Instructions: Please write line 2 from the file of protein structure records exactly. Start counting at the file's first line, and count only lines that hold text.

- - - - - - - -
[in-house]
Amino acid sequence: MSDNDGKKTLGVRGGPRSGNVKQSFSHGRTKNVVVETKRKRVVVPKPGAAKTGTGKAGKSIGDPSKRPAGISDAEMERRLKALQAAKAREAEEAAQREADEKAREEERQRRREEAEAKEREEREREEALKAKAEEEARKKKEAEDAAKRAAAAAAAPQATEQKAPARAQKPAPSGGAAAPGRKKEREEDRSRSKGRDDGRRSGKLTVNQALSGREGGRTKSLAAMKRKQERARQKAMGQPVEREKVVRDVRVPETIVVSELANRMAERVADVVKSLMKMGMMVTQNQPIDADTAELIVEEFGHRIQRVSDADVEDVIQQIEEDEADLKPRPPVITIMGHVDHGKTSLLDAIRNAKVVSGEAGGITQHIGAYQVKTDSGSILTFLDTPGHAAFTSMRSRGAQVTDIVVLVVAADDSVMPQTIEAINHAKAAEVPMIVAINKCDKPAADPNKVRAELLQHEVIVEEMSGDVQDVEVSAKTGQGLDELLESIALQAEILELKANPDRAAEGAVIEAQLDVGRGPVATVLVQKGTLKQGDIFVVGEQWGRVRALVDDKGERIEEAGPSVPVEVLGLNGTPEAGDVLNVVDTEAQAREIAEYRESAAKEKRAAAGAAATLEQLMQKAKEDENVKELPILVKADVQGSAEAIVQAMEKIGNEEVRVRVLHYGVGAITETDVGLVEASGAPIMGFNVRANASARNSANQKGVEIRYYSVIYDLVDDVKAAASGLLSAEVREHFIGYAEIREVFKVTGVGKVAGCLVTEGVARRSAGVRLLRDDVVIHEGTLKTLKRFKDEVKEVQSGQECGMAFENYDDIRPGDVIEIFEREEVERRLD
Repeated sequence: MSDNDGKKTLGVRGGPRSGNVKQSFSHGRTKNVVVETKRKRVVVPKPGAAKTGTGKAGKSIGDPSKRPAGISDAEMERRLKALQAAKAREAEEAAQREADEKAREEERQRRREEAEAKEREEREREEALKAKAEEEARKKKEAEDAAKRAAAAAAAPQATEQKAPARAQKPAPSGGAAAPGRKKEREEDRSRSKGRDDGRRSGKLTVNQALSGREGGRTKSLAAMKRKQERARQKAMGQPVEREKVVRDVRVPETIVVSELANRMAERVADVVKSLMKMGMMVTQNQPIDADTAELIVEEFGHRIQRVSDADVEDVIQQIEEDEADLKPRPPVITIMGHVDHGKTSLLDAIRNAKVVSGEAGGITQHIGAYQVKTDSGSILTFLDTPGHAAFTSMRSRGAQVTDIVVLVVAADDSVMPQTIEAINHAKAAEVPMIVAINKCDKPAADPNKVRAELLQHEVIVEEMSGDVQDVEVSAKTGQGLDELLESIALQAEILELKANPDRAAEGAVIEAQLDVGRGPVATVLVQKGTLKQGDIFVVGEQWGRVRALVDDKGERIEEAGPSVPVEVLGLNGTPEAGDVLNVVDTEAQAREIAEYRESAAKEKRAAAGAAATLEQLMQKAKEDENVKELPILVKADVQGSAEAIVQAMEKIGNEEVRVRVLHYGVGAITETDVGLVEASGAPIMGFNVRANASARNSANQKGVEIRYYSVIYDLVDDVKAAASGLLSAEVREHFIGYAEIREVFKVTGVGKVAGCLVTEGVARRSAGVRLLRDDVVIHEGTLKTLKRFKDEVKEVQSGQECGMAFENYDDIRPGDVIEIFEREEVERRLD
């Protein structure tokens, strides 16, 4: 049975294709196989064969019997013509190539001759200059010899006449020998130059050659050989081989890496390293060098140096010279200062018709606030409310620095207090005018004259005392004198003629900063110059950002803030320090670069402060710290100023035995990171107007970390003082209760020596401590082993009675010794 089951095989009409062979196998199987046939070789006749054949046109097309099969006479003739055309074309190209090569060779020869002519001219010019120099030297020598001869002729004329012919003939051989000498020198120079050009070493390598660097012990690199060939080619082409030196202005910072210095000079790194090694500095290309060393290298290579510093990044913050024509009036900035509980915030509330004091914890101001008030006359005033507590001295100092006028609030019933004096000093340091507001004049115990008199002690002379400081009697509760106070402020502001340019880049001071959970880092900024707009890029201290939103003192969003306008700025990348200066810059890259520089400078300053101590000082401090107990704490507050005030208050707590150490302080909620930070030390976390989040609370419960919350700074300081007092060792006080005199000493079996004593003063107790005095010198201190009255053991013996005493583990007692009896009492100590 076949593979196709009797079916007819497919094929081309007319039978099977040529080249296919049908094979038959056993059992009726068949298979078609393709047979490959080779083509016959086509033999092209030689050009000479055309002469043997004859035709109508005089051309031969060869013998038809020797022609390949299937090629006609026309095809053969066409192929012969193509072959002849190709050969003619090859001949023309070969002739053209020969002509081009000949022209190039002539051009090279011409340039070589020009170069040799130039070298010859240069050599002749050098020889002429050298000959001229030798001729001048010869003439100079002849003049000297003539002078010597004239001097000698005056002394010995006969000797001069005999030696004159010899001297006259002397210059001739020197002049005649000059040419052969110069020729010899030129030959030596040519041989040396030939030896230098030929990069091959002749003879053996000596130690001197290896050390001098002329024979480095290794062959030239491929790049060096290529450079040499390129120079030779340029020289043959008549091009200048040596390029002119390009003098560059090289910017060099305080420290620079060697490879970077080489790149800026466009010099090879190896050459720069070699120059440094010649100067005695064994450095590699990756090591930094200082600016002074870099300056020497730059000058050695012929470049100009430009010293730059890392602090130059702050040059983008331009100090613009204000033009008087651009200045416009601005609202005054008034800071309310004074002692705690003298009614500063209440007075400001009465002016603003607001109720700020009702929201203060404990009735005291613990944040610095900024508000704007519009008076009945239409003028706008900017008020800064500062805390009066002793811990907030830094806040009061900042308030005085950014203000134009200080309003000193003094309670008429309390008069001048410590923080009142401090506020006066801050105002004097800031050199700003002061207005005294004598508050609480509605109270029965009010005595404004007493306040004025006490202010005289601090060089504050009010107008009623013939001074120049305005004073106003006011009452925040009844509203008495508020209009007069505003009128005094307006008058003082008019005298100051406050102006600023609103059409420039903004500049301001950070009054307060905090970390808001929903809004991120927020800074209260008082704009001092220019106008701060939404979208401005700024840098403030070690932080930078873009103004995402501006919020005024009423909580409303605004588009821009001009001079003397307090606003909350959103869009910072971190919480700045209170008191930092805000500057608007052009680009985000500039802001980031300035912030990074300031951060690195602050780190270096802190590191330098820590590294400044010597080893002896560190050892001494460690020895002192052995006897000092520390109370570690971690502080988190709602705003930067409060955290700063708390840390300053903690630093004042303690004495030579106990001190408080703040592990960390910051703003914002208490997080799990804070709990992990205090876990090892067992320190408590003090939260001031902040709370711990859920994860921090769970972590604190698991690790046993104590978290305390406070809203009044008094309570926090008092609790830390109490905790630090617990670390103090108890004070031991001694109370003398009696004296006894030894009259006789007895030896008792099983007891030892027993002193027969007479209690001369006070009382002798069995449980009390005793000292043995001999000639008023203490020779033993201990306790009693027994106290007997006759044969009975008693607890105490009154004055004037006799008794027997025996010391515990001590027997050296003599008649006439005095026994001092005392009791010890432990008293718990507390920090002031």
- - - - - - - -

Amino acid sequence: MSDNDGKKTLGVRGGPRSGNVKQSFSHGRTKNVVVETKRKRVVVPKPGAAKTGTGKAGKSIGDPSKRPAGISDAEMERRLKALQAAKAREAEEAAQREADEKAREEERQRRREEAEAKEREEREREEALKAKAEEEARKKKEAEDAAKRAAAAAAAPQATEQKAPARAQKPAPSGGAAAPGRKKEREEDRSRSKGRDDGRRSGKLTVNQALSGREGGRTKSLAAMKRKQERARQKAMGQPVEREKVVRDVRVPETIVVSELANRMAERVADVVKSLMKMGMMVTQNQPIDADTAELIVEEFGHRIQRVSDADVEDVIQQIEEDEADLKPRPPVITIMGHVDHGKTSLLDAIRNAKVVSGEAGGITQHIGAYQVKTDSGSILTFLDTPGHAAFTSMRSRGAQVTDIVVLVVAADDSVMPQTIEAINHAKAAEVPMIVAINKCDKPAADPNKVRAELLQHEVIVEEMSGDVQDVEVSAKTGQGLDELLESIALQAEILELKANPDRAAEGAVIEAQLDVGRGPVATVLVQKGTLKQGDIFVVGEQWGRVRALVDDKGERIEEAGPSVPVEVLGLNGTPEAGDVLNVVDTEAQAREIAEYRESAAKEKRAAAGAAATLEQLMQKAKEDENVKELPILVKADVQGSAEAIVQAMEKIGNEEVRVRVLHYGVGAITETDVGLVEASGAPIMGFNVRANASARNSANQKGVEIRYYSVIYDLVDDVKAAASGLLSAEVREHFIGYAEIREVFKVTGVGKVAGCLVTEGVARRSAGVRLLRDDVVIHEGTLKTLKRFKDEVKEVQSGQECGMAFENYDDIRPGDVIEIFEREEVERRLD